Inside the state Capitol in Pierre. (Joshua Haiar/South Dakota Searchlight)
Young adults, ages 18 to 25, represent roughly 10% of South Dakota’s population but 25% of arrests, according to Greg Sattizahn, state court administrator with the Unified Judicial System.
Those “emerging adults” are the most incarcerated group based on penitentiary numbers and are the most likely group of state prisoners to recidivate, or return to prison within three years of their release.
South Dakota Supreme Court Chief Justice Steven Jensen wants to change that.
House Bill 1063, which would assemble a task force to study services for that age group involved in the justice system, was introduced at Jensen’s request last week. The House Judiciary Committee approved the bill Wednesday and sent it to the House floor.
Sattizahn testified in support of the bill, saying that people in this age group are still developing mentally and socially, which makes them more prone to peer influence, diminished foresight and risky behaviors that could land them in the criminal justice system.
But the criminal justice system treats a 19-year-old the same as a 50-year-old.
“When an individual has contact with the criminal justice system it has a ripple effect on their lives,” Sattizahn told the committee. “It’s going to start to impact their educational opportunities, it’s going to start to impact their employment, it’s certainly going to impact societal and family relationships.”
On the flip side, the “emerging adult” age group is more likely to “rebound” than older adults with intervention, mentorship and counseling, Sattizahn said.
“What can we do differently?” Sattizahn said. “If we continue to put that person back there, into society, and there’s not those support mechanisms and … they recidivate again, that means that we’re spending more and more time and dollars and money and space for those individuals as they work through the system.”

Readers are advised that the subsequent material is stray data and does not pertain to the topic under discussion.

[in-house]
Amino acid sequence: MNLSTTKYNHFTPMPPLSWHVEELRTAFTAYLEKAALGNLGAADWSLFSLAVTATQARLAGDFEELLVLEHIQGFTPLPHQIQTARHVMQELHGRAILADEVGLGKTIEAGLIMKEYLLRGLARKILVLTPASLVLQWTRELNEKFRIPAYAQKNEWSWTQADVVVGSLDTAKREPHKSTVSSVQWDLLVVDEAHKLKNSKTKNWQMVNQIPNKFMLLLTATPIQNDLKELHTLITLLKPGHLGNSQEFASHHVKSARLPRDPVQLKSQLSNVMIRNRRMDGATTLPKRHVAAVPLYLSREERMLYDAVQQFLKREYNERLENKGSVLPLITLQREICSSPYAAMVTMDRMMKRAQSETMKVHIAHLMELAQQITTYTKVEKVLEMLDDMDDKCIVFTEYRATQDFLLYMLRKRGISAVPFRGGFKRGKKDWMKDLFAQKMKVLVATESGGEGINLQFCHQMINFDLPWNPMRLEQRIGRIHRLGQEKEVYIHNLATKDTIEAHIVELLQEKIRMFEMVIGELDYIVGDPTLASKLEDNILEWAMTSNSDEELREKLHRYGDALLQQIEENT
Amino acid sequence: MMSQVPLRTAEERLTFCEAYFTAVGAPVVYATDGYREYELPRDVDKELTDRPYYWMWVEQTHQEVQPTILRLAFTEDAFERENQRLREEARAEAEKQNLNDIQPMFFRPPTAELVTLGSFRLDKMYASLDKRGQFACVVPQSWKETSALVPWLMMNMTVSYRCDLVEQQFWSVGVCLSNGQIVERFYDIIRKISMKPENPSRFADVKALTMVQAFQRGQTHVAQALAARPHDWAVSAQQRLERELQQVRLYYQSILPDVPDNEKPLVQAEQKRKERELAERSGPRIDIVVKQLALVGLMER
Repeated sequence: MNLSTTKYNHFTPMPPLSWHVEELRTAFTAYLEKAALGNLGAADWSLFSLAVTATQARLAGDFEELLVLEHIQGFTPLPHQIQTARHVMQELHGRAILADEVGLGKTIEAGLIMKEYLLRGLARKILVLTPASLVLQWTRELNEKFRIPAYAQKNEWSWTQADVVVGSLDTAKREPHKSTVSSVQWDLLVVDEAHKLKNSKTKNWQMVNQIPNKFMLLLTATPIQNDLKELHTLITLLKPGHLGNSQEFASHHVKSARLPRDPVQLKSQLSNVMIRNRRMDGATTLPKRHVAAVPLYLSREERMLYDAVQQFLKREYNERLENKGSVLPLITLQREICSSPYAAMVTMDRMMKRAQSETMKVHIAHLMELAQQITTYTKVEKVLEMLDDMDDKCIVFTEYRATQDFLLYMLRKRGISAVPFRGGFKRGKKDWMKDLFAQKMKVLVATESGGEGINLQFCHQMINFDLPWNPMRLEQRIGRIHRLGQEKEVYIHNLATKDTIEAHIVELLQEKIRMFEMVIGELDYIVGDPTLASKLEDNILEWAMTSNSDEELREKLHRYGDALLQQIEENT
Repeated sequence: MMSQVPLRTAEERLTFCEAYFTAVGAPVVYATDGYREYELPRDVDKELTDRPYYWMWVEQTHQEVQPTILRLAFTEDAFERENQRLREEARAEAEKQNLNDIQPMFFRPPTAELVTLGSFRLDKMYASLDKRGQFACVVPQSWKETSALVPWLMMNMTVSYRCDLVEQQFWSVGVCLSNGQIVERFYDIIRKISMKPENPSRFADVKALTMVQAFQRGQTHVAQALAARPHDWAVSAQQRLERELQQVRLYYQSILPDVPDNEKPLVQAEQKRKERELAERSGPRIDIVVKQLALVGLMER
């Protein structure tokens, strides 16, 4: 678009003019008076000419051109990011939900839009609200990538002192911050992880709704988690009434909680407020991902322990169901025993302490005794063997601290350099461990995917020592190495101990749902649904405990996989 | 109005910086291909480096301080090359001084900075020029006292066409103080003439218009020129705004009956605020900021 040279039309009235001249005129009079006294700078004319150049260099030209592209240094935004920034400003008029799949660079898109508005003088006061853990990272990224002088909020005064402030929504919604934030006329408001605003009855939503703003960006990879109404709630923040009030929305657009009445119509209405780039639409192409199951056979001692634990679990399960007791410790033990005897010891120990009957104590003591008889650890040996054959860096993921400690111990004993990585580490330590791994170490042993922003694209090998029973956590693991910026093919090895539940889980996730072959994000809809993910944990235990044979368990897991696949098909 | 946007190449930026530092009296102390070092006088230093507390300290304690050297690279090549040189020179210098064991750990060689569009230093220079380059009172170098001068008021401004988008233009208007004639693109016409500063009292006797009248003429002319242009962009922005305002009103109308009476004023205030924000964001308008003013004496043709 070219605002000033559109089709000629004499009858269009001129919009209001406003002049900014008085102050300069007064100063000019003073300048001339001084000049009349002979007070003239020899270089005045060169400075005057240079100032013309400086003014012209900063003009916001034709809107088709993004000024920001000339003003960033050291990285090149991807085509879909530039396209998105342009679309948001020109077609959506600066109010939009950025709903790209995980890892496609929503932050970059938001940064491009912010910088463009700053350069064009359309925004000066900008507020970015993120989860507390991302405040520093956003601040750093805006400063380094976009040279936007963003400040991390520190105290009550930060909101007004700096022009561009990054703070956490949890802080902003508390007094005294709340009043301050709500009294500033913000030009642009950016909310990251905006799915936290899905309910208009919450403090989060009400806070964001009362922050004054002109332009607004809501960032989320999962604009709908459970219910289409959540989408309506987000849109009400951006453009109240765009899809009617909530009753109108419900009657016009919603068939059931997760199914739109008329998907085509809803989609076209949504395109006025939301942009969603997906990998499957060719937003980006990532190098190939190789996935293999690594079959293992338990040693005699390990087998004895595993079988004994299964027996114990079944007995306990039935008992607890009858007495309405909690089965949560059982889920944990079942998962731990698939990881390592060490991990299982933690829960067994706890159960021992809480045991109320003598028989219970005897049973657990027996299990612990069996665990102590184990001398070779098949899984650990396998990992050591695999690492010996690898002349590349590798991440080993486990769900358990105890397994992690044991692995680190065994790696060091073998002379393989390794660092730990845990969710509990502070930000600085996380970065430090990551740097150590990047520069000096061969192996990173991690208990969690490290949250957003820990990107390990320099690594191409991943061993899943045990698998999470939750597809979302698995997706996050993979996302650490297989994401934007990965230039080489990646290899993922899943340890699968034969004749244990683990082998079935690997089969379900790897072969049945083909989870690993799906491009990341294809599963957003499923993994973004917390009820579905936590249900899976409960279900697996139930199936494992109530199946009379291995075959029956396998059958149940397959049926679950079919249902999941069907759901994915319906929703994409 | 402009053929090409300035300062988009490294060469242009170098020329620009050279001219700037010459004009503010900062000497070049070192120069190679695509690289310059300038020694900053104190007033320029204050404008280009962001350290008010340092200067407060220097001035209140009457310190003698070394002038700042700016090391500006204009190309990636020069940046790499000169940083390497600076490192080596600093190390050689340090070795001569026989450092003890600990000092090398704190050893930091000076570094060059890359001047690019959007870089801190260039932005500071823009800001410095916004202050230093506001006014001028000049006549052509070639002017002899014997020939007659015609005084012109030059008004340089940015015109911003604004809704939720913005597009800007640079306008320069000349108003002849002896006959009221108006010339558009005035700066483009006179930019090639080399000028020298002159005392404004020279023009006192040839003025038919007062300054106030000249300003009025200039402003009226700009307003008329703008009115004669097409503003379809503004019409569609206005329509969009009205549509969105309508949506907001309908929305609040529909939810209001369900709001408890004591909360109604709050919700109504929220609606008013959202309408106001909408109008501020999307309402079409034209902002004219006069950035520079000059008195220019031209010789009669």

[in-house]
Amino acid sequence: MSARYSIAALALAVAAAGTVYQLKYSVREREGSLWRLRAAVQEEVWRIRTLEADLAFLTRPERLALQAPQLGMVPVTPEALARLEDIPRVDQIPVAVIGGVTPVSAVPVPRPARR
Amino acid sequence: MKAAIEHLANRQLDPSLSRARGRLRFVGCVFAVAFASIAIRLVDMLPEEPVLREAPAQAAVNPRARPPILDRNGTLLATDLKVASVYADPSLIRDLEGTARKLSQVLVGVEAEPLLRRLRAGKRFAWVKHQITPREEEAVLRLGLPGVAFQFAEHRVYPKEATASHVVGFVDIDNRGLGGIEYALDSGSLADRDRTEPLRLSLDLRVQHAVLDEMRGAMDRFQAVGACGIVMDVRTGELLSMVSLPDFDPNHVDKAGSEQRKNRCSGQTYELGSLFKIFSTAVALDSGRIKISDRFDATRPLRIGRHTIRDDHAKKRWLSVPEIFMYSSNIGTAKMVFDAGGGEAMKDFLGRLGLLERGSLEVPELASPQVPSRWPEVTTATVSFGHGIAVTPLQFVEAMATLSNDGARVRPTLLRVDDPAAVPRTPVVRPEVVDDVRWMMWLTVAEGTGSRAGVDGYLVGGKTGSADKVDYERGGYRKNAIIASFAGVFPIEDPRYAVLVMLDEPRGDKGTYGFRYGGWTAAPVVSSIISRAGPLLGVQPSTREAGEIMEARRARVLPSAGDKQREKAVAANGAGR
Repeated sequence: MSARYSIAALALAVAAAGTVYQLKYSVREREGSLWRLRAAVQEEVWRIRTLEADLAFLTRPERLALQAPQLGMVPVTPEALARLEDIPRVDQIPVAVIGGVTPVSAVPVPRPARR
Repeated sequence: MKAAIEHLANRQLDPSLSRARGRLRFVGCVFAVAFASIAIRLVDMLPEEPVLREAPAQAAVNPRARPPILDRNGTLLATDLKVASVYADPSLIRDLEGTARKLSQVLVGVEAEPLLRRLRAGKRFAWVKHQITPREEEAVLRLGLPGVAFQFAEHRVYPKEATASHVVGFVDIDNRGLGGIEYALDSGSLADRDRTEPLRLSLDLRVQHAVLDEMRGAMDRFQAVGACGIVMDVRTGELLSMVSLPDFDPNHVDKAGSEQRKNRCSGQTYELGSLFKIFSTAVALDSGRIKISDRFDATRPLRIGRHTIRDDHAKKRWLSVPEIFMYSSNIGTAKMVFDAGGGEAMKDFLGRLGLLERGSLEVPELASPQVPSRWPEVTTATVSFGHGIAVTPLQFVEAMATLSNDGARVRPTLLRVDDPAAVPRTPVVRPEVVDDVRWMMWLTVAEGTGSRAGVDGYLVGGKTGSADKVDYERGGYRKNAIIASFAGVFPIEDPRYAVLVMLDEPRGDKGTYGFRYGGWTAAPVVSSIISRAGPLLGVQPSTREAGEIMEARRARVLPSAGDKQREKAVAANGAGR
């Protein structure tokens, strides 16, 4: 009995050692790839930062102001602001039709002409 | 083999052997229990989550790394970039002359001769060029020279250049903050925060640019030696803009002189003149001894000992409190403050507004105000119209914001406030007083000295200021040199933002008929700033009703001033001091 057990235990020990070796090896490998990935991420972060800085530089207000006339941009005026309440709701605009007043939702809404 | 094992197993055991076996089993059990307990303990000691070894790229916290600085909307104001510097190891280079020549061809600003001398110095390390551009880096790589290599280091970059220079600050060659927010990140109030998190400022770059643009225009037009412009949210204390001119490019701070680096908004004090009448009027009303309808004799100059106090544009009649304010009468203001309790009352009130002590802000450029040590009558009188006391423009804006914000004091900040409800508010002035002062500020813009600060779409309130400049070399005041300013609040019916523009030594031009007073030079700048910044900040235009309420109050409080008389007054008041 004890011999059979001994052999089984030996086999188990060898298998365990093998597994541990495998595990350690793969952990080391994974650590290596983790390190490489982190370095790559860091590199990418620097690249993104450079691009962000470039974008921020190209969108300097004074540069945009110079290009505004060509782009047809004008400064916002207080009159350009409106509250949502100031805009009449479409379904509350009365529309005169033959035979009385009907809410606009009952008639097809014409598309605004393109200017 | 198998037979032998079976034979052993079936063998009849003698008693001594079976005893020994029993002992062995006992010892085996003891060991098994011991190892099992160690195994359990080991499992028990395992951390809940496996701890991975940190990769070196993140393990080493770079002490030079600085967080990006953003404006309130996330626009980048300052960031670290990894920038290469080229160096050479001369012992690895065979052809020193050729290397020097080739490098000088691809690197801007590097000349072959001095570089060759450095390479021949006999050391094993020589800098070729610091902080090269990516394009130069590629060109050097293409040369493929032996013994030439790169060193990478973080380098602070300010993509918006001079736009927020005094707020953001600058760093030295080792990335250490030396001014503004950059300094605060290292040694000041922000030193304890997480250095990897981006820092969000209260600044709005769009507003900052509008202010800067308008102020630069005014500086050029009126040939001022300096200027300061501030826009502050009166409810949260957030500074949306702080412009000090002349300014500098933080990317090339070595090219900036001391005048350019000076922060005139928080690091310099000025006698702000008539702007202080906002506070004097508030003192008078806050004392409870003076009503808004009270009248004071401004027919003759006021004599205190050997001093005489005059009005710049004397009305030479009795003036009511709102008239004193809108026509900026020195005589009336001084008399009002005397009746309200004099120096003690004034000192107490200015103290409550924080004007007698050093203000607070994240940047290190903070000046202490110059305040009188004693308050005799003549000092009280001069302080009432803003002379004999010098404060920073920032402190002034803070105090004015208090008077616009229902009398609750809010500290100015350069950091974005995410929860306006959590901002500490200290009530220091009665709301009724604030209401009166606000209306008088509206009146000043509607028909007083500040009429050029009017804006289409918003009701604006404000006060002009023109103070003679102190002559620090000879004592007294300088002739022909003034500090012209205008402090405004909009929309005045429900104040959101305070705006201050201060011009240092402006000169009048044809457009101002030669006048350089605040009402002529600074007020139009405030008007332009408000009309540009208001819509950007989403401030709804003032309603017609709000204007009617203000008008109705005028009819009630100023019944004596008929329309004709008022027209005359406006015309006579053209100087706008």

The task force would:
- Identify best practices for supporting emerging adults involved in the criminal justice system.
- Create joint training opportunities for justice system professionals and partners.
- Seek opportunities to expand diversion programming to “avoid criminal conviction” for the age group, Sattizahn said.
- Explore ways to overcome housing and employment barriers for emerging adults once released, as well as probation and parole supervision practices.
- Recommend how to develop culturally responsive, community-based mentoring programs for emerging adults.
- Recommend alternative or additional funding structures for supportive services for emerging adults.
The group would comprise at least 11 people representing the state Unified Judicial System, Department of Corrections, Department of Education, Department of Labor and Regulation, Department of Social Services, prosecutors, defense attorneys, law enforcement and community-based providers.
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